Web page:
Alberta oil sands development and risk management of canadian boreal ecosystems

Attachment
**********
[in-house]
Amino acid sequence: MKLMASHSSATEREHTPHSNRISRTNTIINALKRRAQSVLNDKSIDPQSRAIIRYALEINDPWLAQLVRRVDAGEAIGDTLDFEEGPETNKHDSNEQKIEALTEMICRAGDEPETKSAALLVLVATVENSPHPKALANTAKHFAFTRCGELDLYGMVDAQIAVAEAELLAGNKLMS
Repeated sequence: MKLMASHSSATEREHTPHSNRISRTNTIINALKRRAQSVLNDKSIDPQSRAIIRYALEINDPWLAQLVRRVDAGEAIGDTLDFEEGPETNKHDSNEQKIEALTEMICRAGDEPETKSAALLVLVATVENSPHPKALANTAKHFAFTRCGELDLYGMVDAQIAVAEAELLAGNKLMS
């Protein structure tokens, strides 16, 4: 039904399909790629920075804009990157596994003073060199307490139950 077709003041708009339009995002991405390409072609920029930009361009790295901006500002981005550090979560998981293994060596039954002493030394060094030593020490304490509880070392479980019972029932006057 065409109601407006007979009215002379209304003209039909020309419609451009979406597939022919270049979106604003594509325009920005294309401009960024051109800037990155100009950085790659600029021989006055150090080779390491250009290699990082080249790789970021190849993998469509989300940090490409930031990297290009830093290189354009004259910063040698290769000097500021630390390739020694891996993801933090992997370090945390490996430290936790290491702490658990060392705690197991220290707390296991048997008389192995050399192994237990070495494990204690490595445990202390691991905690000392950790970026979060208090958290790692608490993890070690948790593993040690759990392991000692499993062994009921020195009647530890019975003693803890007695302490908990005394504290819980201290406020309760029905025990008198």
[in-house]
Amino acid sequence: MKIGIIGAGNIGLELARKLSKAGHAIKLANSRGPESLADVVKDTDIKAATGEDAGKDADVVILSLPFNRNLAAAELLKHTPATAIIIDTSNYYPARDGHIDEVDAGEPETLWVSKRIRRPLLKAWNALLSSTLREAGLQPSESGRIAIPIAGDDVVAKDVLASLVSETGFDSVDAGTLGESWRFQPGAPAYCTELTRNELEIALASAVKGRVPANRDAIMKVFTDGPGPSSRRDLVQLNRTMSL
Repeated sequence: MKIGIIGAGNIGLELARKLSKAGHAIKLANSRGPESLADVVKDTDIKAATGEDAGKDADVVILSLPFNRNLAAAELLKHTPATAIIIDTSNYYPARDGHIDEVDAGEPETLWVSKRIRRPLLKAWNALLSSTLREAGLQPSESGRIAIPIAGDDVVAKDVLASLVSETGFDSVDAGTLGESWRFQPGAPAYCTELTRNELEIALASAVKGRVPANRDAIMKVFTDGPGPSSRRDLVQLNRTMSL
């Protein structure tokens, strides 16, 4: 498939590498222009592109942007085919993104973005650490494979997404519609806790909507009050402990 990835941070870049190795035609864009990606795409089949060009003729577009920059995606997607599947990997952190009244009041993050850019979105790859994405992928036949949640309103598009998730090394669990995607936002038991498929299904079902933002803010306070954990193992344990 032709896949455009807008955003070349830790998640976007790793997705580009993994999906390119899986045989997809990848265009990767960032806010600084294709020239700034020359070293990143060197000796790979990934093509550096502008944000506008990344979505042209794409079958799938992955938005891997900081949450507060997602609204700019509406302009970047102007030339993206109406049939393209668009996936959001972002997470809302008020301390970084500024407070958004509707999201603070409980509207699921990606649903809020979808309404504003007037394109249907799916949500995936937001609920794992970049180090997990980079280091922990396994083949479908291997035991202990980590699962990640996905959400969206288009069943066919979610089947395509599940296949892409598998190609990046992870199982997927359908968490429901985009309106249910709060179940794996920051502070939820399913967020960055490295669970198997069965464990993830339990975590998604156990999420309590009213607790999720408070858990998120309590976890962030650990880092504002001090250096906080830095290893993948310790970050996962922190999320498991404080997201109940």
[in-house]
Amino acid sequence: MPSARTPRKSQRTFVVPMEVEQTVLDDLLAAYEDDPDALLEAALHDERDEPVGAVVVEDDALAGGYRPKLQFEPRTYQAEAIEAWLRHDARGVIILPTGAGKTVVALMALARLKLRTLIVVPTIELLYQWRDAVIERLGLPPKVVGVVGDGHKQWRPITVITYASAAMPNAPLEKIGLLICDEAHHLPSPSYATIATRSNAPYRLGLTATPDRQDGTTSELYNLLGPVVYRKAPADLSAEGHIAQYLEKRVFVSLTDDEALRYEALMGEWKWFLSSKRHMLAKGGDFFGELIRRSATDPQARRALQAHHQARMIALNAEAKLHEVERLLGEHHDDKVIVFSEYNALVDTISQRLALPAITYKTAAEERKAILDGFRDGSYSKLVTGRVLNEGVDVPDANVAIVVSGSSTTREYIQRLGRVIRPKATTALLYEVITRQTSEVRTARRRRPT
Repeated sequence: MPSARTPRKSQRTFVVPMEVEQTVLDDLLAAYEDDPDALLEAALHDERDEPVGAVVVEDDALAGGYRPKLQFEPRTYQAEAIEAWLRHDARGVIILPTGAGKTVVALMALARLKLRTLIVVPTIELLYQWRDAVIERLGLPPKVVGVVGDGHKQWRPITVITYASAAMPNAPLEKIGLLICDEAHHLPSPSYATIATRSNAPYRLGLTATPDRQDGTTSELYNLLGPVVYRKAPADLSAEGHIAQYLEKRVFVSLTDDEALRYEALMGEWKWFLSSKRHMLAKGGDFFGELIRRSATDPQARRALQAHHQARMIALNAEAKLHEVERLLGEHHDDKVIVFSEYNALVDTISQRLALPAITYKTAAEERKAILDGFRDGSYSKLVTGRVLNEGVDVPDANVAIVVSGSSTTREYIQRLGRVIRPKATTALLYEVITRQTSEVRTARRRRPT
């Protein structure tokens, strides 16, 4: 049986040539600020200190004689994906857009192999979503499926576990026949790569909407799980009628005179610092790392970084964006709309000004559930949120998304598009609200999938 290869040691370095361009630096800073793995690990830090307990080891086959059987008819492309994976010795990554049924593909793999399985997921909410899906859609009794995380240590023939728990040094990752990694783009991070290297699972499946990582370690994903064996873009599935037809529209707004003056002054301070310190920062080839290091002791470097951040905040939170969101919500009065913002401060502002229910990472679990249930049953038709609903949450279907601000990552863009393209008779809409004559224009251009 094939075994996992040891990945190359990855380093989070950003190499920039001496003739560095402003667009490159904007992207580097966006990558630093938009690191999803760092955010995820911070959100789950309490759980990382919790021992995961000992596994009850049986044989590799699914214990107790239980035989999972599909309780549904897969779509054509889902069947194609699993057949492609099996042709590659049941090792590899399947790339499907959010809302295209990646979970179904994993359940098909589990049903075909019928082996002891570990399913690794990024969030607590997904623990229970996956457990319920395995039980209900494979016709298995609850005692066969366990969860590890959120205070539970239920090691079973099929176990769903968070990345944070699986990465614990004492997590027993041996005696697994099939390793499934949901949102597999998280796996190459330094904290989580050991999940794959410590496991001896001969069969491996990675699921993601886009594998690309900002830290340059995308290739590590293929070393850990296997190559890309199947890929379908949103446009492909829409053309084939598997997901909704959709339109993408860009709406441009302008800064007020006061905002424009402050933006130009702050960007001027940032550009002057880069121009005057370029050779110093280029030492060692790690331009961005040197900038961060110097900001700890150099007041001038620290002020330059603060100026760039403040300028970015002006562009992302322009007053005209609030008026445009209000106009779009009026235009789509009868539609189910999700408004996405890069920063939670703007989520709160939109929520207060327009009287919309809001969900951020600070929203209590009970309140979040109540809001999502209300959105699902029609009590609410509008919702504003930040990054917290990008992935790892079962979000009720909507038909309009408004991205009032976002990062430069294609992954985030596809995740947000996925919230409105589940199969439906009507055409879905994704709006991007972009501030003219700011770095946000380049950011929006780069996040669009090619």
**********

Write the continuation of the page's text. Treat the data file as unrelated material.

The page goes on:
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© Springer Science+Business Media New York 2014.The vast majority of Alberta's oil sands are yet to be developed due to the high cost of production, but declining conventional reserves will create high pressure to develop the resource. Simulation of the potential future effects of accelerated oil sands development demonstrates that associated increases in landscape disturbance, human access, and industrial activity would increase GHG emissions and elevate risk to fish and wildlife. These impacts can be reduced but not avoided by improving management practices and limiting non-industrial access. Expansion of the protected areas network is an additional mechanism to reduce environmental risk, and the aggregated distribution of bitumen deposits provides opportunities for cost-effective protection. The greatest land-use planning challenge presented by the oil sands is environmental values that are in direct conflict with oil sands production such as reducing greenhouse gas emissions or conserving wildlife such as caribou whose distribution overlaps bitumen deposits. A land'use plan has been developed for the region with the objective of optimizing the economic potential of the oil sands while also maintaining ecosystem function, biodiversity, and human health. If the land'use plan is implemented in its entirety, including the establishment of thresholds to limit land use within bounds of ecological integrity, it may provide a model for sustainable development of hydrocarbon reserves.
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